A friend of yours tells you that they’re about to get a cat. What’s the best advice you'd give them?

This is an easy question to answer. The best advice that you can give a person who wants to adopt a cat is to tell them that they should prepare properly. This means doing research on the budgetary requirements i.e. the cost of keeping a cat for the animal's lifetime. It also means doing some work on understanding cat behaviour which will include introducing a new cat to your home. It will be a strange place for their cat and they will need to be looked after carefully and introduced sensitively with tolerance and understanding. This is even more important if there is a resident cat. There can be some great complications under those circumstances.

Halle Bailey with her new grey tabby cat wearing an enormous collar. Photo: her Instagram page.
Halle Bailey with her new grey tabby cat wearing an enormous collar. This is not a Maine Coon! Photo: her Instagram page.

But above all, if a person wants to adopt a cat they must commit to a lifetime's care. They have to get their mind in tune with that concept before they go ahead. It's a mental process. True commitment means that they will have to be compromises in that person's life. Are they prepared for those compromises? I'm going back to the research point. If you research cat ownership you will see that high quality cat caretaking entails compromise. It means that it is harder to go away on holiday. 

Of course, you can leave your cat at a cat boarding establishment for the duration of your holiday. But you might not want to do that if you really care for your cat deeply. Boarding catteries are useful but they are not ideal places. Cats are stressed in these places. And what about long weekend staycations? What happens to the cat? A friend looks after her? Is that good, great or average? Can you do this with a Maine Coon? I think not.

I've just made a small point about compromise. There are other examples. There will be big decisions about whether your cat should be a full-time indoor cat or an indoor/outdoor cat. It depends on where you are, how safe it is. And it depends upon your attitude. How concerned are you about your cat's safety? Can you accept the possibility that he or she might be hit by a car?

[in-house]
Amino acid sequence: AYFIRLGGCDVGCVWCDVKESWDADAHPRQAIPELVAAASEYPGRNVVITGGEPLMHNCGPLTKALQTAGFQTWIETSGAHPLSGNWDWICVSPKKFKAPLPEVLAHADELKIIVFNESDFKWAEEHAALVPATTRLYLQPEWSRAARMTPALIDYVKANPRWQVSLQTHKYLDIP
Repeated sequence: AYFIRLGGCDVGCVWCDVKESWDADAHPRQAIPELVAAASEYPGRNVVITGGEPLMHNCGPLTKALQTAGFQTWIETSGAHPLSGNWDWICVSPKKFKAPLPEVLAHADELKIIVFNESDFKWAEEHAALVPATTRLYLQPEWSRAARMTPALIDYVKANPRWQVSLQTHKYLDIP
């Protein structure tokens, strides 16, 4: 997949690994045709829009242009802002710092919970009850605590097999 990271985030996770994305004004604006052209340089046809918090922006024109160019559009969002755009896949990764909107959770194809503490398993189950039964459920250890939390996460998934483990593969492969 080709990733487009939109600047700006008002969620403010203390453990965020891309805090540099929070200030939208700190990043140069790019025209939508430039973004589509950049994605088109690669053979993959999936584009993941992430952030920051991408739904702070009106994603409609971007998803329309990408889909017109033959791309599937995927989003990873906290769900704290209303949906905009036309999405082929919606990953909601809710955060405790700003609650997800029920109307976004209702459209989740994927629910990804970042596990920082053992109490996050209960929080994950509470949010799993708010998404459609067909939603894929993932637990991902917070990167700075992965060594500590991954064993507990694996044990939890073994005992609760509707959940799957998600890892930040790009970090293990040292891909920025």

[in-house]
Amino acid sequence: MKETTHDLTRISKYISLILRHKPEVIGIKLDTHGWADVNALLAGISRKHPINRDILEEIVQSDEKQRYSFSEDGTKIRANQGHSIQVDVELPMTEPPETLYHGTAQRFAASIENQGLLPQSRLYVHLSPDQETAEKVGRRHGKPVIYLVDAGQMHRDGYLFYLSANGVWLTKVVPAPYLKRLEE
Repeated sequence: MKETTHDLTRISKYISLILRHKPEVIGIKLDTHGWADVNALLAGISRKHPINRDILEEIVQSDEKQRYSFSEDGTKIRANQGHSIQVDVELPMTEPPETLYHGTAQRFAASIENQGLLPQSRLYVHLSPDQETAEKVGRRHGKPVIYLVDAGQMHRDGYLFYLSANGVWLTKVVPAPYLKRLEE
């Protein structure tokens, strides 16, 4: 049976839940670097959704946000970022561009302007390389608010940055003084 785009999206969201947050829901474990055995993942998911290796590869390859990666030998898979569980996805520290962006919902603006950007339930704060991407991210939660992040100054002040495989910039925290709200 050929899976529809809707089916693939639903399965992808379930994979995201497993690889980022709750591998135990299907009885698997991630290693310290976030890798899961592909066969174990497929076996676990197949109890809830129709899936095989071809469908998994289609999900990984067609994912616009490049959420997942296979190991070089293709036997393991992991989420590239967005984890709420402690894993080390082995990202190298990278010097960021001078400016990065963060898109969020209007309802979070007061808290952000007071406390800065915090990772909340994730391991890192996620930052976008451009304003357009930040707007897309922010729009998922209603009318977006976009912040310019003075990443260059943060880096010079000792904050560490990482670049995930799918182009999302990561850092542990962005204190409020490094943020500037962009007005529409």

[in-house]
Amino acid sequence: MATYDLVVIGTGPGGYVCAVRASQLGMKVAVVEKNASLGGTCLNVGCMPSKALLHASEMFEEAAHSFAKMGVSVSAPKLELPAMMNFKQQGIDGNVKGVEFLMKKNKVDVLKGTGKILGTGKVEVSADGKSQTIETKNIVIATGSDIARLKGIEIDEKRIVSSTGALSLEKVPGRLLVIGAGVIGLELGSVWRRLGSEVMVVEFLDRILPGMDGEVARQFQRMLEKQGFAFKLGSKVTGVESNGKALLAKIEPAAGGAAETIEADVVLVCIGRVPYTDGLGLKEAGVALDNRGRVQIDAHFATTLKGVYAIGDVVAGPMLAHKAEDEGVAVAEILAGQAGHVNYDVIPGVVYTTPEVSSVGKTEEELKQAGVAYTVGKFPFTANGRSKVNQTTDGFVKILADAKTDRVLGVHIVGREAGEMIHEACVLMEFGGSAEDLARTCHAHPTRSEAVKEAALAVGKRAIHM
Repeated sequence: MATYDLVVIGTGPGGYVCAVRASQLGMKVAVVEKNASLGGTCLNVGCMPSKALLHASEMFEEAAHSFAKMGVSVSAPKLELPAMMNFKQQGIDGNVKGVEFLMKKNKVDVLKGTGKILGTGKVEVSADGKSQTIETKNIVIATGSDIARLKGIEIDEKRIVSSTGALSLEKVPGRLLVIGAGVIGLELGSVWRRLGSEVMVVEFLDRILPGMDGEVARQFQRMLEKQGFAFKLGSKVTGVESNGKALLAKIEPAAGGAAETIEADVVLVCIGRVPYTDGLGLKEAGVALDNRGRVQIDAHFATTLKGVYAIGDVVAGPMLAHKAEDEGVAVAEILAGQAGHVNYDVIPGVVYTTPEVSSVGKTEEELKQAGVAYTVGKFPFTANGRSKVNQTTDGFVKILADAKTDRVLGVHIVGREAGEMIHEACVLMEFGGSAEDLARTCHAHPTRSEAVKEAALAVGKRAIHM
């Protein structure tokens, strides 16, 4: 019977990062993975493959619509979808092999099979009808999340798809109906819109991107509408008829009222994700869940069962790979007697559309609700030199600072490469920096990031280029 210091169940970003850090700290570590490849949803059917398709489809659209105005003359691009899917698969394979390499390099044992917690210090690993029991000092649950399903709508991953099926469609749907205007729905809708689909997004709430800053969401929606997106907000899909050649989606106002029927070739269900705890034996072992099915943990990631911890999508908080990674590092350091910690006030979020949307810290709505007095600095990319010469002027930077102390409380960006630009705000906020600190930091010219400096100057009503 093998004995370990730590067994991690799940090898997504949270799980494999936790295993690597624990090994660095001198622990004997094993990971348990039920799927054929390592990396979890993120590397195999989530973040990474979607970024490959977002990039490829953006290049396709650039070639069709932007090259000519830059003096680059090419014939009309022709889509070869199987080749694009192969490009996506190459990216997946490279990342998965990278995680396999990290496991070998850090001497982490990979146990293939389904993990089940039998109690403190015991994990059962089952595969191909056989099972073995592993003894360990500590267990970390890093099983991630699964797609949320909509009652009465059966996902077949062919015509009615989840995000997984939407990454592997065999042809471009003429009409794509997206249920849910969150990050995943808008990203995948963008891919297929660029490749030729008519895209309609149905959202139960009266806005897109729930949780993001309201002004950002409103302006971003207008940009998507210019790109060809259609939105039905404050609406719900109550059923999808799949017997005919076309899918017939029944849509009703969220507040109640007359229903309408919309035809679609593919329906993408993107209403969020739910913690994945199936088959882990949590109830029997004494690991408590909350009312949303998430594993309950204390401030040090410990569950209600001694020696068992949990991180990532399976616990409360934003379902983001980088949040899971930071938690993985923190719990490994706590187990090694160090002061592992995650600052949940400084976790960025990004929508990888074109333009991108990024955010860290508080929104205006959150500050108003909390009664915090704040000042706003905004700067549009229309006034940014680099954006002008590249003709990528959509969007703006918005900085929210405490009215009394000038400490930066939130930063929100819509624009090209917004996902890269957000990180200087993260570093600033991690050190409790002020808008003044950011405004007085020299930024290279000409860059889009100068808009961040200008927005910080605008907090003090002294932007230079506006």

I accept that funnily enough because my cat insists on being an indoor/outdoor cat. And he's quite savvy about traffic. But I do accept the possibility that he may be killed by a car. I have tried to keep them indoors and I have tried to keep him in a garden enclosure. I have failed on both counts. It's a stress point for me.

But as a cat owner you have to worry about your cat. You can't really have a laissez-faire attitude about your cat because it can lead to carelessness which leads to negligence which leads to ill health which is has not been treated by a veterinarian. Humans govern the relationship. They make the decisions.

Sometimes new cat owners have this idea that domestic cats are independent and therefore ideally suited to being left alone all day as their work is demanding. This is not true. Domestic cats are quite sociable. They need their owner around as much as possible. They need to interact with their owner and play with him or her. Leaving your cat alone all day, month after month, year after year, is not anywhere near good cat guardianship. It does not work in my view. It is likely that the cat will suffer from separation anxiety and stress which can lead to ill health.

I'm being harsh but the point I am making is that before adopting a cat you have to decide whether your lifestyle is suited to that process. A lot of people live lives which are quite unsuited to owning a cat. Is yours suited? That's my advice and, if it is, to commit to lifetime care and understanding cat behaviour and anatomy combined with a good knowledge of nutrition. And make sure your budget covers the cost. It is said that good cat caretaking might cost upwards of $15,000 over the lifetime of the cat. In UK terms that means about £15,000.

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